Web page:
Video of Meyers Leonard Using an Anti-Semitic Slur on Twitch Surfaces

Video of Meyers Leonard Using an Anti-Semitic Slur on Twitch Surfaces

Video of Meyers Leonard Using an Anti-Semitic Slur on Twitch Surfaces

Video of Meyers Leonard Using an Anti-Semitic Slur on Twitch Surfaces

Meyers Leonard, a reserve center for the Miami Heat, used an anti-Semitic slur publicly on Twitch, a livestreaming platform populated mostly by video game players.

Leonard was playing “Call Of Duty: Warzone,” a popular multiplayer video game during the stream. Right after calling someone a “coward” because of how they tried to kill his character in the game, Leonard said the slur. The video appeared to have been recorded Monday, but only received widespread attention on Tuesday after the clip of Leonard uttering the slur was posted to social media. By the afternoon, it was the top trending topic on Twitter in the United States.

As the video of Leonard saying the slur was circulating, Leonard was livestreaming a different session of “Call of Duty: Warzone,” an event he promoted Tuesday on his Twitter account, where he has more than 177,000 followers. As the live chat on that stream began to fill with comments about the slur, Leonard hastily ended his participation after receiving a phone call.

“My wife needs me,” Leonard said. “She just called. I’ve got to roll, brother.”

The Twitter post advertising his livestream was soon deleted as were dozens of past videos of him gaming on Twitch.

Leonard, 29, is known to be a fan of video games. In 2019, he invested in FaZe Clan, a popular e-sports team, and he later joined the team, playing under the moniker “Hammer.”

“As many of you know, gaming is a huge passion of mine,” he wrote at the time. “I am excited to be a part of the premier organization in the space and continue building my brand in the world of gaming/esports.”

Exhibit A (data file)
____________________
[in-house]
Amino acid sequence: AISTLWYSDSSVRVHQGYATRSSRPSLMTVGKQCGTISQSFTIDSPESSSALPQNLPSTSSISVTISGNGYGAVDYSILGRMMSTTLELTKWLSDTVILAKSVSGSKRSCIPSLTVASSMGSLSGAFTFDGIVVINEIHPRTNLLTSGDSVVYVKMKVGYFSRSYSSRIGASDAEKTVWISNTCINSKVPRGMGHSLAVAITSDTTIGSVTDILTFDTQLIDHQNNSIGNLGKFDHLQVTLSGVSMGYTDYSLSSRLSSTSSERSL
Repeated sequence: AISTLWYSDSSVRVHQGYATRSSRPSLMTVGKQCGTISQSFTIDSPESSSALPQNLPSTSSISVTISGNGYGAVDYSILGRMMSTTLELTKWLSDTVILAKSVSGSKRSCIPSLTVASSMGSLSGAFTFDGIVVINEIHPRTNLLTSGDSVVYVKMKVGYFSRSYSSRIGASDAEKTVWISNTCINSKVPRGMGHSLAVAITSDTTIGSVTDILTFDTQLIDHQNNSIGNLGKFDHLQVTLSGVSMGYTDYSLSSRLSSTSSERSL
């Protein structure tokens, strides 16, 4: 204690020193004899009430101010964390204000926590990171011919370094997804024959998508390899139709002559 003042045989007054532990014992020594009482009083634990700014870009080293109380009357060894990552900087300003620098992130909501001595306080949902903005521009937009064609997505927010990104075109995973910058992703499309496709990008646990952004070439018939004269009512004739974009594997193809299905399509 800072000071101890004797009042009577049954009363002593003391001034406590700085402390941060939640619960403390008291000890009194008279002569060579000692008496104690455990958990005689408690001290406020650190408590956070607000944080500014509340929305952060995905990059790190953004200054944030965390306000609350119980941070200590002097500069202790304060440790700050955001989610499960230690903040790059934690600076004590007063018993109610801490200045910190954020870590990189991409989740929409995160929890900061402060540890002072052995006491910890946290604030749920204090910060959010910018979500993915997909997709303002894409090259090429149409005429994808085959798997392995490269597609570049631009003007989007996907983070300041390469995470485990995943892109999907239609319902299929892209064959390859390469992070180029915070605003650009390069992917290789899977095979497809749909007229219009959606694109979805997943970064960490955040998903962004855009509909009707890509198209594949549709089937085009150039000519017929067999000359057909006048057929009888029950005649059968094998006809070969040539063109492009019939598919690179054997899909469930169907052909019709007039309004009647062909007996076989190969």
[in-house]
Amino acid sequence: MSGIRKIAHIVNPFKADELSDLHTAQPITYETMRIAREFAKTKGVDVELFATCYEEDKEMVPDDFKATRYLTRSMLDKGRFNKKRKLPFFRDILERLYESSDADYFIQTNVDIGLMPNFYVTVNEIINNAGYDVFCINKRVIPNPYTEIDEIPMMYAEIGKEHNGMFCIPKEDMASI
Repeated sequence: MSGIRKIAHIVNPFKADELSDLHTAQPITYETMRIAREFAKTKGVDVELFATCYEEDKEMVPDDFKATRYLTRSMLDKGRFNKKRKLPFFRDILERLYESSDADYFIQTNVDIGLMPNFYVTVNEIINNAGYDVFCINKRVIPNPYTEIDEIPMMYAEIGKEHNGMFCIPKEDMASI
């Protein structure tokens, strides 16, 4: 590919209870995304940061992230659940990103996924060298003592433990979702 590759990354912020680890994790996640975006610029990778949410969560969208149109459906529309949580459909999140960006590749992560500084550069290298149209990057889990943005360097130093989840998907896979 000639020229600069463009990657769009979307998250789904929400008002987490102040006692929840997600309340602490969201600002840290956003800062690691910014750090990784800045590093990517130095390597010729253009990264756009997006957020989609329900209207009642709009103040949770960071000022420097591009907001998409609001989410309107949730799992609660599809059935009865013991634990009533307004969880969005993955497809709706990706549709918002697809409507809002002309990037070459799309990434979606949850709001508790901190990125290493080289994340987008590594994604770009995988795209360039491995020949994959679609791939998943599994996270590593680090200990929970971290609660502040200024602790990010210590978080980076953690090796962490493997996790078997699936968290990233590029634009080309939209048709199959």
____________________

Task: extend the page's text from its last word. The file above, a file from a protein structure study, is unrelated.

A spokesperson for the Heat said the team was reviewing the video, and Mike Bass, an N.B.A. spokesman, said in a statement, “We just became aware of the video and are in the process of gathering more information. The N.B.A. unequivocally condemns all forms of hate speech.”

Representatives for Leonard and FaZe Clan did not respond to requests for comment.

Leonard, is in his ninth season but has appeared in only three games this campaign. He is expected to miss the rest of the season after having a shoulder surgery last month. Last season, Leonard started 49 games for the Heat, and averaged 6.1 points and 5.1 rebounds per game.

He also received attention last year for being one of the few N.B.A. players who declined to kneel for the national anthem in the wake of protests of racial injustice when the league resumed the 2019-20 season at Walt Disney World over the summer. Leonard, who is white, said he supported the Black Lives Matter movement and did not see kneeling as disrespectful, but also wanted to honor his brother, who served in the military.

Leonard is getting paid around $9.4 million this season, and has a team option for next season.

Online video gaming — and its exponentially expanding audience — has turned gamers into celebrities. The audio and text chat functions in many video games are notorious for the frequent proliferation of slurs, and a culture where gamers will say anything to get a reaction. In 2017, Felix Kjellberg, a popular video gamer known as PewDiePie who has over 109 million subscribers on YouTube, was dropped by many mainstream sponsors after it was reported that he had used anti-Semitic slurs in at least nine videos.

Later that year, after he used a different slur while livestreaming a game, the phrase “heated gaming moment” entered the lexicon as an excuse for derogatory language used while gaming.

Celebrities, and especially athletes, have also been attracted to livestreaming video games, and also gotten in trouble for what they said. Last spring, Kyle Larson, a popular NASCAR driver, was dismissed from his team and suspended by the organization after using a racial slur during a livestream of a virtual race.

Marc Stein contributed reporting.




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